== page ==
Article Active Life Expectancy in the Older US Population, 1982–2011: Black-White Differences Persisted
Vicki Freedman, Brenda C. Spillman
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Understanding long-range trends in longevity and disability is useful for projecting the likely impact of the baby boom generation on long-term care utilization and spending. We examine changes in active life expectancy in the United States from 1982 to 2011 for white and black adults ages 65 and older. For whites, longevity increased, disability was postponed to older ages, the locus of care shifted from nursing facilities to community settings, and the proportion of life at older ages spent without disability increased. For blacks, longevity increases were accompanied by smaller postponements in disability, and the percentage of remaining life spent active remained stable and well below that of whites. Older black women were especially disadvantaged in 2011 in terms of the proportion of years expected to be lived without disability. Public health measures directed at older black adults—particularly women—are needed to offset impending pressures on the long-term care delivery system as the result of population aging.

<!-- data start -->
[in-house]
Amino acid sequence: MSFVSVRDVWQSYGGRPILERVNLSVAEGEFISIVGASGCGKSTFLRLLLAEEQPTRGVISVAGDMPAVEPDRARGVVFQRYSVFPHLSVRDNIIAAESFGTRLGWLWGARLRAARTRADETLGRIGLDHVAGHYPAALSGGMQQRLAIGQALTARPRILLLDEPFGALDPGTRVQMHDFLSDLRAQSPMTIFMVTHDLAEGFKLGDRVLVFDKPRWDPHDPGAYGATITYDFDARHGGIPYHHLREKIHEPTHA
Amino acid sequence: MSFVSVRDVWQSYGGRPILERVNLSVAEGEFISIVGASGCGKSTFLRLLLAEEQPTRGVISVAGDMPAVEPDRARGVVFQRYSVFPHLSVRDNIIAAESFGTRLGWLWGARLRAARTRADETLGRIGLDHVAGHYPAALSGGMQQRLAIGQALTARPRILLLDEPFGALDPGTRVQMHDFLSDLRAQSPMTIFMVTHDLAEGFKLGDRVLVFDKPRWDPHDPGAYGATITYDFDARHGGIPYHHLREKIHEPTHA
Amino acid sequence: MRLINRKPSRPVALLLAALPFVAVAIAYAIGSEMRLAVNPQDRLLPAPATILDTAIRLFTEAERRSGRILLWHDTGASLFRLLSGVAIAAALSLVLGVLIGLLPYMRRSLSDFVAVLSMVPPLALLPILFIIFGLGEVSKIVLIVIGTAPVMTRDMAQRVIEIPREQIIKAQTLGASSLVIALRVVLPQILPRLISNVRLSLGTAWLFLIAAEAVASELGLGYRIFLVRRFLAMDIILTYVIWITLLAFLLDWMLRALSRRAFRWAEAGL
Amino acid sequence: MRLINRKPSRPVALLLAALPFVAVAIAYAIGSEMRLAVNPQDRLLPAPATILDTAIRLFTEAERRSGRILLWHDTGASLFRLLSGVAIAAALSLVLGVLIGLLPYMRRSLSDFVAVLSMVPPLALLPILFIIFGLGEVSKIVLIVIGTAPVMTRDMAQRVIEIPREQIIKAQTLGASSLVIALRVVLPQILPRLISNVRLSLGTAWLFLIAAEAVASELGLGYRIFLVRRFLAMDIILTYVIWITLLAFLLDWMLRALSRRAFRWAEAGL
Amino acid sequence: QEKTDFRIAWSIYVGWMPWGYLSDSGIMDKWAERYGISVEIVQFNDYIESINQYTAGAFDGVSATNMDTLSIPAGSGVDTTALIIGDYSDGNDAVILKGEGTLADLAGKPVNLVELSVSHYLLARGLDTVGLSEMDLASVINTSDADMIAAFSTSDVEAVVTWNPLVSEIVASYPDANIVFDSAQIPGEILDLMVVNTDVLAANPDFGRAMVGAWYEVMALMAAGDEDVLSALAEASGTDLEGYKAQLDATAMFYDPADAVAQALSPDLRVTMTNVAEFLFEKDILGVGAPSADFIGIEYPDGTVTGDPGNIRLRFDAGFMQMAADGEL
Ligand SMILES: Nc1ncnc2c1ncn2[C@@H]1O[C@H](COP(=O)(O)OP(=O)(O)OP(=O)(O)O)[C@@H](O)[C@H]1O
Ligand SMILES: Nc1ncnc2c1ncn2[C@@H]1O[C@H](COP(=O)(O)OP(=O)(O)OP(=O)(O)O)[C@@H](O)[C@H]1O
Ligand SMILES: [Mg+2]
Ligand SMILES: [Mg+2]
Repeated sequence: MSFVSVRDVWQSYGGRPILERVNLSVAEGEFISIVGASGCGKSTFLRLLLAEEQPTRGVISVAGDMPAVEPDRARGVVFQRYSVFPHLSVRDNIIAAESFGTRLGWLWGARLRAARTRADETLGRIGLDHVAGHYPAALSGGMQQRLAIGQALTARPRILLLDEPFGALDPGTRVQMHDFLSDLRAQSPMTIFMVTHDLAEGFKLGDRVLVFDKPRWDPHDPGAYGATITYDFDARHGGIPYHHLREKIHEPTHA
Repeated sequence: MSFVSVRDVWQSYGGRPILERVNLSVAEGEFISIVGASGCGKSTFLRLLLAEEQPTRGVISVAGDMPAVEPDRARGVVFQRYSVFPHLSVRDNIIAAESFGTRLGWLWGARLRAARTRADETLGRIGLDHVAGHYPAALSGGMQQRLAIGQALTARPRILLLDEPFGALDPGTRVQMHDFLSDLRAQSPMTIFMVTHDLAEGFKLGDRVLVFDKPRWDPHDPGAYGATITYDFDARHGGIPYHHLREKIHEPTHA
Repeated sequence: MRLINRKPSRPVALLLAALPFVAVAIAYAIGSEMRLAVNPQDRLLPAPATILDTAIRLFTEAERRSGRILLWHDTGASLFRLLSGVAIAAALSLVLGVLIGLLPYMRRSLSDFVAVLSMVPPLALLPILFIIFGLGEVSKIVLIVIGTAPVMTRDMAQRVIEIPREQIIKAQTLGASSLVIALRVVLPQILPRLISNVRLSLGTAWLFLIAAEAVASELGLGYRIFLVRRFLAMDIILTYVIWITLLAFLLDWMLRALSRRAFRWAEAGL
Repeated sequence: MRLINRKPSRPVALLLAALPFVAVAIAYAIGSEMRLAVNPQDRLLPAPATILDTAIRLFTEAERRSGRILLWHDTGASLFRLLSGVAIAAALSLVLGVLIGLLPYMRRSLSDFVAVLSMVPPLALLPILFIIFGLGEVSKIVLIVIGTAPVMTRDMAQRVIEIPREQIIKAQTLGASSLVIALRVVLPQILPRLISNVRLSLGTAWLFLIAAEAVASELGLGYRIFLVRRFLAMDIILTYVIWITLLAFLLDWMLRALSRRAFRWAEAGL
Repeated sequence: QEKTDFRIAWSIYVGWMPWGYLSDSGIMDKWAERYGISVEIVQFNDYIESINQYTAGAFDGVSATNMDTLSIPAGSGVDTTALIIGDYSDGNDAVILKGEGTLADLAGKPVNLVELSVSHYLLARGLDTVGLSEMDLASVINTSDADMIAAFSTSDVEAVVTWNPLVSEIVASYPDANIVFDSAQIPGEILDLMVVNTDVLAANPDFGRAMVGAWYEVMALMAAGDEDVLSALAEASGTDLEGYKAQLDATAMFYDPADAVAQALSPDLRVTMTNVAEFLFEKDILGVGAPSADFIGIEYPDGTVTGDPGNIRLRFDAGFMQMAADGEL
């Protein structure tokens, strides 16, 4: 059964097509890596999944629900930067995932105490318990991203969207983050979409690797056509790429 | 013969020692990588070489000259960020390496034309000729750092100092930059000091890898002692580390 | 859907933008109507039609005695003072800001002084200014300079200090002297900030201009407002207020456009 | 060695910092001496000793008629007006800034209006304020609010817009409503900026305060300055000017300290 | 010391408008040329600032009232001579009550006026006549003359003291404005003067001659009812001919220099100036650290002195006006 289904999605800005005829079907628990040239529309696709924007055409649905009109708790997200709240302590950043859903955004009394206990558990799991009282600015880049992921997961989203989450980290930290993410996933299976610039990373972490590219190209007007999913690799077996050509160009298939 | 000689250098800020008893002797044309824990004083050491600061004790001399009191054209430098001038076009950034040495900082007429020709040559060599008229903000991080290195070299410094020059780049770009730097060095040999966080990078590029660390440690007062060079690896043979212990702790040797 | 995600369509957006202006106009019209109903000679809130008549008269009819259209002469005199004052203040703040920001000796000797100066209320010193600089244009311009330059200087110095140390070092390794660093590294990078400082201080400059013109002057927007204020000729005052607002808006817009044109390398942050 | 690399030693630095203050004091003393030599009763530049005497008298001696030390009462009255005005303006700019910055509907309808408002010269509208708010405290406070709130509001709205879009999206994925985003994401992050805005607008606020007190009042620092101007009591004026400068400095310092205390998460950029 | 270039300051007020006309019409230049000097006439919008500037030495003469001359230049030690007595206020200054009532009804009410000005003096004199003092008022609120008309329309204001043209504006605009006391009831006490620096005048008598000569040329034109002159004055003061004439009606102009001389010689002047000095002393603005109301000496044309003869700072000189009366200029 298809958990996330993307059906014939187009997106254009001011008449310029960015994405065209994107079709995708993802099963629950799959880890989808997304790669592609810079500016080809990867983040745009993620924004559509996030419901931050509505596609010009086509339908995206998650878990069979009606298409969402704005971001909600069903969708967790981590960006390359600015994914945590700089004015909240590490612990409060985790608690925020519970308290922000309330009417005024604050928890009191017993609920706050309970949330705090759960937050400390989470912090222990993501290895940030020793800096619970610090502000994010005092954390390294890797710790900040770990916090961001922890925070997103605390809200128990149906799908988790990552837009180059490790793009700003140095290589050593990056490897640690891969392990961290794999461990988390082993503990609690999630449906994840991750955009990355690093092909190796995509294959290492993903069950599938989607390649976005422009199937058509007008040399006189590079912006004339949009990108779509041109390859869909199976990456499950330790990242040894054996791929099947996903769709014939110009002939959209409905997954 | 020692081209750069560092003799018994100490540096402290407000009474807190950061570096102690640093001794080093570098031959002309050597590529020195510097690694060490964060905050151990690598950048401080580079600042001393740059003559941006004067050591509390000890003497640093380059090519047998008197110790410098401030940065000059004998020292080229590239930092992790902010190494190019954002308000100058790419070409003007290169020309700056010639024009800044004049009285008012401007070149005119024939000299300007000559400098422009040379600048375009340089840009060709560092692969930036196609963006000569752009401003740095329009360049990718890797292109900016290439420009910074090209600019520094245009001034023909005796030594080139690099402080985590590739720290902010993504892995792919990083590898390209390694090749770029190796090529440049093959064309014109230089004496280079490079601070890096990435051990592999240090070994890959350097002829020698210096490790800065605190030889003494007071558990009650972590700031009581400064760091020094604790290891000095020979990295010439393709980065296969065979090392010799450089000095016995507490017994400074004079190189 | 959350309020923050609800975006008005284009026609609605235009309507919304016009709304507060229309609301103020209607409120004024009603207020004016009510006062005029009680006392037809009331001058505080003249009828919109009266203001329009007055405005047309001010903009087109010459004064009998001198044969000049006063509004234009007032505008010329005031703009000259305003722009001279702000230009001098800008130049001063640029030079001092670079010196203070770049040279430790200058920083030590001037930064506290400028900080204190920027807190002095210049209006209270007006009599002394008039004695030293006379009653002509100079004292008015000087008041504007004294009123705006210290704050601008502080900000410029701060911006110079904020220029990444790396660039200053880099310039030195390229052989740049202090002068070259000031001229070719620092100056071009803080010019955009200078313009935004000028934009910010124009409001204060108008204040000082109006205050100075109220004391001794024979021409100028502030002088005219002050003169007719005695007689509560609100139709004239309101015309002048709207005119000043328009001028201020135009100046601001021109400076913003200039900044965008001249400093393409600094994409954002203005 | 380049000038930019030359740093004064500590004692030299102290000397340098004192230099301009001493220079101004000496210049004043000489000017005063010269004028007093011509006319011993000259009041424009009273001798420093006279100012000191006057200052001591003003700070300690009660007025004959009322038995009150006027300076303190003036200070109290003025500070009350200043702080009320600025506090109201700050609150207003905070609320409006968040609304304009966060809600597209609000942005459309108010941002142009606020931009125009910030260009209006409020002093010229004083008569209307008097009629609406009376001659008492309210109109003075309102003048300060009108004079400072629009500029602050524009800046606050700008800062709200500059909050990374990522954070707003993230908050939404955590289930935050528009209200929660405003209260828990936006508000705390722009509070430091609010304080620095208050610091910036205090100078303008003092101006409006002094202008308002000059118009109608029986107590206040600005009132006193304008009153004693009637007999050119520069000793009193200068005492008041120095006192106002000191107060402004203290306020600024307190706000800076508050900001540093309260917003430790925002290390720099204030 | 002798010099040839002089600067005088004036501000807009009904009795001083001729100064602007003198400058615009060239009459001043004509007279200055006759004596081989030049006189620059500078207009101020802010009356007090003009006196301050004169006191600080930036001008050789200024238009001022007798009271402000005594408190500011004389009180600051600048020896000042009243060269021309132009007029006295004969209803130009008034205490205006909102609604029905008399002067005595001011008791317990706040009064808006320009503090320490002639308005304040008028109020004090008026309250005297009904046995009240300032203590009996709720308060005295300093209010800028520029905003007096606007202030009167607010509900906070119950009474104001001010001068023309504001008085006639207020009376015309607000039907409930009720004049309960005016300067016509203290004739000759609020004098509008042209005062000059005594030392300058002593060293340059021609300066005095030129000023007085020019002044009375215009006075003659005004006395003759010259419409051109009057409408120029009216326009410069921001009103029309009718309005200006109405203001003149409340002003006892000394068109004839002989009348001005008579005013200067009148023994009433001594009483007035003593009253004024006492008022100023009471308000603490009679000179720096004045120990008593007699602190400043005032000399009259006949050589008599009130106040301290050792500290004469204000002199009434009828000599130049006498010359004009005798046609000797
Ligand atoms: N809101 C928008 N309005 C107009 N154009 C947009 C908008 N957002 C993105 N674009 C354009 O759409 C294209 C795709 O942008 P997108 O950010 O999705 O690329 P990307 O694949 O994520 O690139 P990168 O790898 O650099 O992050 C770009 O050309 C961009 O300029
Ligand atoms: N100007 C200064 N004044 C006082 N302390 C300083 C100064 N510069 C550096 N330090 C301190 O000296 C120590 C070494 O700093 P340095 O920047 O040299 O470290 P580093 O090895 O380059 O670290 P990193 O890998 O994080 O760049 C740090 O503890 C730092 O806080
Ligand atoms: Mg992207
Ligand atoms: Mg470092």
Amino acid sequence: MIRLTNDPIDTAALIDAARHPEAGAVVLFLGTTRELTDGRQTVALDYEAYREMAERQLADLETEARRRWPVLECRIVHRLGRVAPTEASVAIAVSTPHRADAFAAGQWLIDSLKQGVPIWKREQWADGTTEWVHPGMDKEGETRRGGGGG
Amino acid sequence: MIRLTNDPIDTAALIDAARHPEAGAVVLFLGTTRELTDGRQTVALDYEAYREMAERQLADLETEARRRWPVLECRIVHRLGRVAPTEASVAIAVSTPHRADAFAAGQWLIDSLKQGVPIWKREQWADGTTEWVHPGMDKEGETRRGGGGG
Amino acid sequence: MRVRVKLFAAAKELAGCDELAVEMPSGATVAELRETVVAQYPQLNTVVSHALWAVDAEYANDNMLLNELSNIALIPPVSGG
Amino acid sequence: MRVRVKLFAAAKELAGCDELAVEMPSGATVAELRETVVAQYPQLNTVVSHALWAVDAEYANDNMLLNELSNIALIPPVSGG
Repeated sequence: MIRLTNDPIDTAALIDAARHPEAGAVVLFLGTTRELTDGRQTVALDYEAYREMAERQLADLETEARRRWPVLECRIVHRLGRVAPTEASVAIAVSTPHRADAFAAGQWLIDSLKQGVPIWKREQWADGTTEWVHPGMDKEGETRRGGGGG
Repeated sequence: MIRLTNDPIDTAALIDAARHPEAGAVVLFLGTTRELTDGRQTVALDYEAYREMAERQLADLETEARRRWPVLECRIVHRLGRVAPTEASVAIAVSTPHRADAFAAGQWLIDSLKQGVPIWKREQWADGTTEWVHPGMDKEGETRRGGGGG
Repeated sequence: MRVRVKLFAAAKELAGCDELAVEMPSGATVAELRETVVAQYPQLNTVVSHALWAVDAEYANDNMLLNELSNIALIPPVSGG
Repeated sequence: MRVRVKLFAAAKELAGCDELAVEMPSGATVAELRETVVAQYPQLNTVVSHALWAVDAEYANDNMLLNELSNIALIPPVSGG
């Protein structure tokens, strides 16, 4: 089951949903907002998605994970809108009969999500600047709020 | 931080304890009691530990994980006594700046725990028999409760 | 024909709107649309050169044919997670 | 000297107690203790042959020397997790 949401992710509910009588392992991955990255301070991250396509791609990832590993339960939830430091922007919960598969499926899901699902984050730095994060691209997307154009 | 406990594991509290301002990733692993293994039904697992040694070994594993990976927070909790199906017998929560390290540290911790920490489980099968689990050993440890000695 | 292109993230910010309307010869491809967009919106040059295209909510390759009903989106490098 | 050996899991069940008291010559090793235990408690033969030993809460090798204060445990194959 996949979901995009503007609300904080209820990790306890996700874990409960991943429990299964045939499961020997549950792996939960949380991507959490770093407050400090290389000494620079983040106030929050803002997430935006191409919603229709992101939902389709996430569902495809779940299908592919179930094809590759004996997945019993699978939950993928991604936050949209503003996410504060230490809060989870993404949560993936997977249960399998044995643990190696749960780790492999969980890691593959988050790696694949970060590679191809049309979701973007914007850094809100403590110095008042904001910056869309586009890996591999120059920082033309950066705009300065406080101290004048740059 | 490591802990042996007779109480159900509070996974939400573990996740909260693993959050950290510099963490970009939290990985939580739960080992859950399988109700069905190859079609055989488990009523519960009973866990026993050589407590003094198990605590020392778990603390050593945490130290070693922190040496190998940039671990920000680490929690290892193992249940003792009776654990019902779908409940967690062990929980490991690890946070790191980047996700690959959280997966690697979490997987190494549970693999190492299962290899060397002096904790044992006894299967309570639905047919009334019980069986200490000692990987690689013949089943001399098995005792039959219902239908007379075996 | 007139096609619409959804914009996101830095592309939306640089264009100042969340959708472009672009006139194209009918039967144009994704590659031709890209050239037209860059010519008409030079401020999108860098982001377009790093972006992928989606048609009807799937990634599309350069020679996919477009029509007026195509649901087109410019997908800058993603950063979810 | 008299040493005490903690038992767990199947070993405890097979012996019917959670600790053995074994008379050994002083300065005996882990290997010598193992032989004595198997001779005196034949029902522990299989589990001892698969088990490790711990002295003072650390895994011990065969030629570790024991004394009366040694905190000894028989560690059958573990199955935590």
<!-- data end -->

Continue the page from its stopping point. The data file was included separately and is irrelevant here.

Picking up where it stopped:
Research Areas Health and health care Aging and retirement Race and equity
Tags Disability and long-term care Racial and ethnic disparities
Policy Centers Health Policy Center